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The second includes verbal and emotional assaults including persistent patterns of belittling, denigrating, scapegoating, and other nonphysical, but clearly hostile or rejecting behaviors, such as repeated threats of beatings, sexual assault, and abandonment. The third, residual, category includes other forms of emotional abuse such as attempted sexual or physical assaults; throwing something at a child but missing; withholding shelter, sleep, or other necessities as punishment, and economic exploitation (p.11).

According to ighthand, Kerr, and Drach (2003), psychological abuse can be technically defined as:

1. Verbal or emotional assault, exemplified by persistent patterns of belittling, denigrating, scapegoating, or other nonphysical but rejecting, hostile, and degrading behaviors.

2. Terrorizing the child, exemplified by threatening to physically hurt, kill, or abandon the child, or by exposing the child to chronic or extreme partner abuse or other forms of violent behaviors.

3. Exploiting or corrupting the child, exemplified by modeling criminal or antisocial behavior;…

References

Barnett, D., Manly, J.T., and Cicchetti, D. (1994). Defining child maltreatment: the interface between policy and research. Child abuse, child development, and social policy: advances in applied developmental psychology, 8,7-73. New Jersey: Ablex Publishing Corporation.

Calam, R. & Franchi, C. (1987). Child abuse and its consequences. New York: Cambridge University Press.

Grapes, B.J. (2001). Child abuse. California: Greenhaven Press.

Parton, N. (1979). The natural history of child abuse: a study in social problem definition. British Journal of Social Work, 9, 427-51.

Intergenerational Abuse an Investigation and
Words: 2310 Length: 8 Pages Document Type: Thesis Paper #: 41751697
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The relationship between childhood abuse and complaints from expectant mothers during pregnancy was the focus of Lukasse et al. (2009), which determined that certain common pregnancy complaints showed a higher rate of prevalence in women who had suffered abuse as children. These complaints affected maternal attitude both during the pregnancy and after giving birth, and although they did not generally indicate a likelihood of intergenerational abuse, these complaints were still predictors of other negative parenting patterns.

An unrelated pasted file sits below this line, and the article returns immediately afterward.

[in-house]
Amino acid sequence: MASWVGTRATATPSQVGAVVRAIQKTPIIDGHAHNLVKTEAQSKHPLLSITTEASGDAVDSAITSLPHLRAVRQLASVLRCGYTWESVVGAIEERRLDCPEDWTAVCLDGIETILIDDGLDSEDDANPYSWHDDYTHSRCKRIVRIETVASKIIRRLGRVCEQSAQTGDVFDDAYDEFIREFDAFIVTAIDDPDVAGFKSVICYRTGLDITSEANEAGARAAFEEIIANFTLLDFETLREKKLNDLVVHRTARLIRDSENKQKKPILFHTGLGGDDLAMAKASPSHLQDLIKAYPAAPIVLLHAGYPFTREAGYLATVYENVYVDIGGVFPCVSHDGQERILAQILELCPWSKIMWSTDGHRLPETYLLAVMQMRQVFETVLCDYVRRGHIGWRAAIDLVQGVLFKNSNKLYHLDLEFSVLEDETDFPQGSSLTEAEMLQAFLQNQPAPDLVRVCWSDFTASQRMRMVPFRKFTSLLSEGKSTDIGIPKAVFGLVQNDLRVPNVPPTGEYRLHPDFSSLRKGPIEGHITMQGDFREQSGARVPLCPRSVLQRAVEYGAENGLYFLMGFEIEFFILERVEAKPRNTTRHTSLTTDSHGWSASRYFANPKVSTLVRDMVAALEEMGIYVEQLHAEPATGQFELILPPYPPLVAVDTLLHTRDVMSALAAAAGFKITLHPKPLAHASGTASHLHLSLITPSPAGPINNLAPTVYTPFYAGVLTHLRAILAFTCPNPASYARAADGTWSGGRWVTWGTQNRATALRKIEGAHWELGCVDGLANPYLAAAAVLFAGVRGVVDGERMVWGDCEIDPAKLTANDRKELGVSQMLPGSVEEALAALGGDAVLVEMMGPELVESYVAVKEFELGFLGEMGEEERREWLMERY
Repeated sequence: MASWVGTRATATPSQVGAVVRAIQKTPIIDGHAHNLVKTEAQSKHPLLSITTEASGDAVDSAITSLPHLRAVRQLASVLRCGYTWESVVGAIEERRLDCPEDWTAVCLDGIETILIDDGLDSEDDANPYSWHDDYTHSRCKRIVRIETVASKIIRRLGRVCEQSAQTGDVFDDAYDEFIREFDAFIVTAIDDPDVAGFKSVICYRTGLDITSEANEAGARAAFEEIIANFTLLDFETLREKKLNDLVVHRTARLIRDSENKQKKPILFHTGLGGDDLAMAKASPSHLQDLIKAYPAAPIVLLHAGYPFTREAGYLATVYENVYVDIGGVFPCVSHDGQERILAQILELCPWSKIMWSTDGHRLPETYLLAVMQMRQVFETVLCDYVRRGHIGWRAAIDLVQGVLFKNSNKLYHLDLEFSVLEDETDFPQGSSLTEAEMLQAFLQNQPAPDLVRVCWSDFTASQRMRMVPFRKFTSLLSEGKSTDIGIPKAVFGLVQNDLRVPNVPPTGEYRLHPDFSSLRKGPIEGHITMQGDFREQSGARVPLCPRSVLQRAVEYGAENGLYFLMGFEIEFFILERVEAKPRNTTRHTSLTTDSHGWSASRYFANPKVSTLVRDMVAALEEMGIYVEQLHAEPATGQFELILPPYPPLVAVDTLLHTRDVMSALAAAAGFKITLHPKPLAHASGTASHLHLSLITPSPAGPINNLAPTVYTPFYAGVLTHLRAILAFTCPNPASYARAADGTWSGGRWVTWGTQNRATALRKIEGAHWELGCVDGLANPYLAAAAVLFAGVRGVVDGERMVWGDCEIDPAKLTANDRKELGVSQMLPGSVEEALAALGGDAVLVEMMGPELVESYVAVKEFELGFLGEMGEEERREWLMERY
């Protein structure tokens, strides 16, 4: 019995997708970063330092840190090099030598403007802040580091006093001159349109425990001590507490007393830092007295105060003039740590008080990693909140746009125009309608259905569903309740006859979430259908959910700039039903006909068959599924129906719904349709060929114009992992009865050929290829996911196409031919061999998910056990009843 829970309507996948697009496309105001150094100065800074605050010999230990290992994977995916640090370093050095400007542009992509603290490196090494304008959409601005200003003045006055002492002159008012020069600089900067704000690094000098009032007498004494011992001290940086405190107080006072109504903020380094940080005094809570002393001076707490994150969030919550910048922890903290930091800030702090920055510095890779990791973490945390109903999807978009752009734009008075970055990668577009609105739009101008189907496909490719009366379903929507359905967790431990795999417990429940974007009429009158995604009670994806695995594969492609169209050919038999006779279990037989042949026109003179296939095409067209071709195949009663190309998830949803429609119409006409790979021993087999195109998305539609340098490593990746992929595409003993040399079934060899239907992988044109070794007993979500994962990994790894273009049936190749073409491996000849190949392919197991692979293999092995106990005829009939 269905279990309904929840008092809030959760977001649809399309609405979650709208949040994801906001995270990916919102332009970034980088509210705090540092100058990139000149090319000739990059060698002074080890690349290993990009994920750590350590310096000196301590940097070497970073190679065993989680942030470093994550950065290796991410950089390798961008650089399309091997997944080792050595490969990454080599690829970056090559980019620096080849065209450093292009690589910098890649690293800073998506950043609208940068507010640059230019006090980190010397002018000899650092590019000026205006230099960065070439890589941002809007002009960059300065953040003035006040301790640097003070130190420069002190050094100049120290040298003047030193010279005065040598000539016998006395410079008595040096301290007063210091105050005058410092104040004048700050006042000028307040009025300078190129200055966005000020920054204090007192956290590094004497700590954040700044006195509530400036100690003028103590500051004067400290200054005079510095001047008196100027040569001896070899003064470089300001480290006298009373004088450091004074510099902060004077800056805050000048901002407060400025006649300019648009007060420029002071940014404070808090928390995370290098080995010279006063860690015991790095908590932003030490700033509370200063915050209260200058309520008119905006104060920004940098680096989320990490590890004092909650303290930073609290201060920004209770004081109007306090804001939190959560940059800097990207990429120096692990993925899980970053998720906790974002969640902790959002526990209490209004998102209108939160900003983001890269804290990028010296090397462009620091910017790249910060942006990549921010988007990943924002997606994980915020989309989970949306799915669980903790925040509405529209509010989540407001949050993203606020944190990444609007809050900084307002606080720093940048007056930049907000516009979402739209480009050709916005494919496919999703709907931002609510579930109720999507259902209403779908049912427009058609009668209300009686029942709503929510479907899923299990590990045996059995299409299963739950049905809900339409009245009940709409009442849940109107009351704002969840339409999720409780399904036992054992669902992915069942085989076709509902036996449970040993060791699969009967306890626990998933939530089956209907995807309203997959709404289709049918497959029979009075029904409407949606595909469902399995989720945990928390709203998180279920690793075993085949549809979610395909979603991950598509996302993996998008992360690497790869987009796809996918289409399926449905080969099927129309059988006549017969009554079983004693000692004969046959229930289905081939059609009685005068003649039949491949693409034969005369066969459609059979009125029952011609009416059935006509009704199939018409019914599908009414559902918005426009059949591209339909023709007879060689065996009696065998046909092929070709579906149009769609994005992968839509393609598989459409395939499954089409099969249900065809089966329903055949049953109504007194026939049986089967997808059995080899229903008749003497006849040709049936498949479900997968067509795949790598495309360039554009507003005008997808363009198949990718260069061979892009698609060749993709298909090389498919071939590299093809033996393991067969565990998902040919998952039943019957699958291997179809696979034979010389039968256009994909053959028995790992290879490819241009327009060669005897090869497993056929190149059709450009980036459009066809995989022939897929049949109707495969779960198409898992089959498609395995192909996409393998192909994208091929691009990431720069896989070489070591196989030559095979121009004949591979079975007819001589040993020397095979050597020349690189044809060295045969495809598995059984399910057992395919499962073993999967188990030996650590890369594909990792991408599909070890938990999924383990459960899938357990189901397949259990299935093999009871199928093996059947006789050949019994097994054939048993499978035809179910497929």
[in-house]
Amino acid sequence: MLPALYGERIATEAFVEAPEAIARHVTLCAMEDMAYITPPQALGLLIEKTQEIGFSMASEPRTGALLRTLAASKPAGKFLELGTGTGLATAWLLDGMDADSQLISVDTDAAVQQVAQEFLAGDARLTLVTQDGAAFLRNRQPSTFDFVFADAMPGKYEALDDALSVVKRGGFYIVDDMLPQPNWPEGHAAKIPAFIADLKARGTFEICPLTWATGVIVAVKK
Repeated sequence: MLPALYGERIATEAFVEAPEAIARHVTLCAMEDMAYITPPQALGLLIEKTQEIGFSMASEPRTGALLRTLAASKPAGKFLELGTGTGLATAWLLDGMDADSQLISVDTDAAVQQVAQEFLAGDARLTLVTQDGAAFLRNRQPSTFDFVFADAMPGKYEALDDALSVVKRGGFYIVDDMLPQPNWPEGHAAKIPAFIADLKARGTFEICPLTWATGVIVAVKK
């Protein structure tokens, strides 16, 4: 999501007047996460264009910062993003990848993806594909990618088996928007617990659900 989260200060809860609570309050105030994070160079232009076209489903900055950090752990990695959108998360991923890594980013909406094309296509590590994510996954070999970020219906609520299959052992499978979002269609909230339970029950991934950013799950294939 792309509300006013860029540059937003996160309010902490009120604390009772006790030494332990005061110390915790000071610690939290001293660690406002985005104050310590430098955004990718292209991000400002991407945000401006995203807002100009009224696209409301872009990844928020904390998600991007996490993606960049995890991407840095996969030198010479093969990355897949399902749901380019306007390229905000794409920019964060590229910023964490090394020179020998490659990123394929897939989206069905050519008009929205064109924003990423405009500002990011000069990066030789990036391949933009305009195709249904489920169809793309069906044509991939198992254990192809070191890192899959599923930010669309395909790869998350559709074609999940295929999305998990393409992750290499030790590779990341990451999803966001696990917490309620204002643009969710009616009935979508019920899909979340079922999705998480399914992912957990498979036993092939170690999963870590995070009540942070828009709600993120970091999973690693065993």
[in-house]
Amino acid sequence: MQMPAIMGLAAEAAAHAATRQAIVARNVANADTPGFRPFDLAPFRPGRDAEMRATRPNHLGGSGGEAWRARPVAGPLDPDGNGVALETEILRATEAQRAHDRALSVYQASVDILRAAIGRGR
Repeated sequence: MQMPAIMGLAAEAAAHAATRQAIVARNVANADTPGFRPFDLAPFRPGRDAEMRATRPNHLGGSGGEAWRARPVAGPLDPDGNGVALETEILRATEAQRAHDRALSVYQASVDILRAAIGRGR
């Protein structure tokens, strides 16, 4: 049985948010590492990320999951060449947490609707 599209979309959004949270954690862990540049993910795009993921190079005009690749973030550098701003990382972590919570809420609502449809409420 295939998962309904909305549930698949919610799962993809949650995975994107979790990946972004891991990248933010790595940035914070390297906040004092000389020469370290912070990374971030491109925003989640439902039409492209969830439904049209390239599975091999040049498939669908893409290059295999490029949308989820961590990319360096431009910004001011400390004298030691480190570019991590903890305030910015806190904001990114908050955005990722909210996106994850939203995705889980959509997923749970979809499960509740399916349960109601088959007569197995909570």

Though the relationship of religiosity in parents and their children and the children's expression of abusive symptomology was the focus of Kim et al. (2009), the results of their study had rather surprising implications for the research questions at hand. eligiosity in parents and expressiveness as well as religiosity in children who were not maltreated showed a definite set of relationships dependent on other factors of the parent-child relationship, but no such set of…

Reference

Cross, W. (2001). "A Personal History of Childhood Sexual Abuse: Parenting Patterns and Problems." Clinical child psychology and psychiatry 6(4), pp. 563-74.

Dong, X.; Simon, M.; de Leon, C.; Fulmer, T.; Beck, T.; Hbert, L.; Dyer, C.; Paveza, G. & Evans, D. (2009). "Elder Self-neglect and Abuse and Mortality Risk in a Community-Dwelling Population." Journal of the American medical association 302(5), pp. 517-26.

Hildreth, C.; Burke, a. & Glass, R. (2009). "Elder abuse." Journal of the American medical association 302(5), pp. 588.

Huefner, J.; Ringle, J.; Chmelka, M. & Ingram, S. (2007). "Breaking the cycle of intergenerational abuse: The long-term impact of a residential care program." Child abuse & neglect 31(2), pp. 187-99.

Sexually Abused Children Cause for a Problems in Adulthood
Words: 2708 Length: 8 Pages Document Type: Term Paper Paper #: 56302172
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Difficulty in Adulthood in Individuals that were Sexually-Abused as Children

Introduction to Sexual Abuse in Children

Sexually-abused children commonly develop problems that persist into adulthood. Child sexual abuse has come to be regarded as a cause of mental health problems in adult life. The influences of child sexual abuse on interpersonal, social and sexual functioning in adult life has only recently attracted attention. esearch into child sexual abuse was initiated by the self-disclosures of adults who publicly admitted to their abuse as children. These victims, predominantly women, often attributed personal difficulties to their sexual abuse as children.